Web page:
The fresh osteoarticular allograft needs to be implanted via an open incision that allows access to the joint. In most locations of the knee, these incisions can be small, which helps to avoid any quadriceps muscle shutdown. However, there are times when they are in difficult to access locations where the incisions must be larger to make sure the graft can be properly placed.
One of the keys for success of osteoarticular allografts is transplanting a refrigerated allograft within the first 15-28 days postoperatively. It takes 14 days for assessment of the grafts to make sure there are no viral or bacterial contaminants. We strive to implant the grafts as soon as possible once they have passed testing to try and provide the most viable cells to the patient.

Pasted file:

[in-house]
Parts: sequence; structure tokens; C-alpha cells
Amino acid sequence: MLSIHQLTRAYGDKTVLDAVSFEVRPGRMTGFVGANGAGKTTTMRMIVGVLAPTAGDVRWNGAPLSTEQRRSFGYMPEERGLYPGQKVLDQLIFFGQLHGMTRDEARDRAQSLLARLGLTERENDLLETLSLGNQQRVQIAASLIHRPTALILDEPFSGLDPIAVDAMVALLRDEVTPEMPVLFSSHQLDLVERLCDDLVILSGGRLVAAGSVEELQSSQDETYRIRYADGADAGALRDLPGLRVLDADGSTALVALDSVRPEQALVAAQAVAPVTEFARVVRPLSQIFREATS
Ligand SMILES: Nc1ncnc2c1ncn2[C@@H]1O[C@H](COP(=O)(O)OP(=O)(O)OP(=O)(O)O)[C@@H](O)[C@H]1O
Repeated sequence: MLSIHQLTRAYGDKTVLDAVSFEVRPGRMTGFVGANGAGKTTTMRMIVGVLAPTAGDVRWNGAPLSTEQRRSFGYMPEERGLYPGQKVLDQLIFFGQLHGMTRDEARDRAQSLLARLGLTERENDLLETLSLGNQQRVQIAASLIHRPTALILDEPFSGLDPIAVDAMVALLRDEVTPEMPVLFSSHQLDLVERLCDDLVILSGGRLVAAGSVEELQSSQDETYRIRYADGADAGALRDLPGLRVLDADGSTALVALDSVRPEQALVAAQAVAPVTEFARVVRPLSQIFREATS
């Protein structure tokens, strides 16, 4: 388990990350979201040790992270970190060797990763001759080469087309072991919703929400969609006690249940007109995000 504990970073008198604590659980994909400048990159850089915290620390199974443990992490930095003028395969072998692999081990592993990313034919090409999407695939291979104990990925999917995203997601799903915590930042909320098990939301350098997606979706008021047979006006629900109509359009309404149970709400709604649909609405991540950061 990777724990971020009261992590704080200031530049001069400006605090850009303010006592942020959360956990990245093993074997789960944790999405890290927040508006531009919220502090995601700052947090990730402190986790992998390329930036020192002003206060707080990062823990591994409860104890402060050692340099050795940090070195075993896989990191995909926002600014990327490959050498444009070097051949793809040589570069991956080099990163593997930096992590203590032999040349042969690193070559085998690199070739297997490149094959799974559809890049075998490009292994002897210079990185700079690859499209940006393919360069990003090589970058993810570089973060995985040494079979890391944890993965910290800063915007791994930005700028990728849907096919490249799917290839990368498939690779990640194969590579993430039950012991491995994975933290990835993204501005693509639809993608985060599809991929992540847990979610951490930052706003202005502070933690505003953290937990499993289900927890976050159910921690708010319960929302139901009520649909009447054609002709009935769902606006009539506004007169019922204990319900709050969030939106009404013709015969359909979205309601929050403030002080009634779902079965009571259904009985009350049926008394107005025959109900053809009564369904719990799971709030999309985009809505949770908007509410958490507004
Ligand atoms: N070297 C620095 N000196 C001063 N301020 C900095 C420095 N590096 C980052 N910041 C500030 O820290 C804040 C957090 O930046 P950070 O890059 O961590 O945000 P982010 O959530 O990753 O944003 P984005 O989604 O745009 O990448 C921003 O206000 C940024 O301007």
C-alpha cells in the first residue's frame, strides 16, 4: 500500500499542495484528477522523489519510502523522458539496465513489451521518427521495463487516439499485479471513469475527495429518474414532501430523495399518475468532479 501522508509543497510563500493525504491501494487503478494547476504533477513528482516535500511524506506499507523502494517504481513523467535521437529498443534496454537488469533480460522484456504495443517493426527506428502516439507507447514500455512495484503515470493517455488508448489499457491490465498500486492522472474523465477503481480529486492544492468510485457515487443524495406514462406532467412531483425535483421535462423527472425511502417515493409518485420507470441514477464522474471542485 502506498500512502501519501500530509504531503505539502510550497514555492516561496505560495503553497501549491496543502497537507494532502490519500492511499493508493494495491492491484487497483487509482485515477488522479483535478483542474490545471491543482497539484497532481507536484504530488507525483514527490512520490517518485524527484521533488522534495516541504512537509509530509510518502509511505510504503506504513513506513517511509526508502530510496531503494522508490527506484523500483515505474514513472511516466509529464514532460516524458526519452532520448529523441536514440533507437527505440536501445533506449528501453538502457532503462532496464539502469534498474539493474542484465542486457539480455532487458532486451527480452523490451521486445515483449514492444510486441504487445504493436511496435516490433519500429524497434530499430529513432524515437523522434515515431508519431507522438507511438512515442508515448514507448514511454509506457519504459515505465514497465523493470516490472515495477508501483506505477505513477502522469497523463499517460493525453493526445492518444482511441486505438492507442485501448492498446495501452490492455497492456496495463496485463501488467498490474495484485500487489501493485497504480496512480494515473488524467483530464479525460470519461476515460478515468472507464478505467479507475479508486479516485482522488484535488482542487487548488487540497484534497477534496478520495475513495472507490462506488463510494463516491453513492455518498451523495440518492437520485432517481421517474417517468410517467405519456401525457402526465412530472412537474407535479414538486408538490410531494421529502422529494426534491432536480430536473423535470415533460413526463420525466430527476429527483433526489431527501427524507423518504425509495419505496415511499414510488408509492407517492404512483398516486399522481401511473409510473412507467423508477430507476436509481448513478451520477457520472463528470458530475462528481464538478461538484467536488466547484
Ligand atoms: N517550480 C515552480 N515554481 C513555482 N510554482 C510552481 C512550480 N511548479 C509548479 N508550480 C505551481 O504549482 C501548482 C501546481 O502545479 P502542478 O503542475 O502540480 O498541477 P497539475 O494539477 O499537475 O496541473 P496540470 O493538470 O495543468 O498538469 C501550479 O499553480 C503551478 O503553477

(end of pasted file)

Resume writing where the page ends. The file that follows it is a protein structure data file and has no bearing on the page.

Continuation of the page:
Fresh osteoarticular allografts have been found to result in significant functional and clinical improvement after an average follow up of three years, in our patient who have been treated for a full thickness osteochondral defect to the femoral condyle, with similar outcomes to historical reports in other centers for patients treated with fresh osteoarticular allograft implants.
It is very important that a careful assessment be made as to whether a patient is a candidate for this surgery. In addition, while this procedure is not felt to be a cure for arthritis, many patients can get 10 years or more of significant improved outcomes with this surgery. In effect, this is a “biologic resurfacing” procedure and it is important to recognize that not all patients can return back to full impact activities after the surgery.
Robert LaPrade, MD
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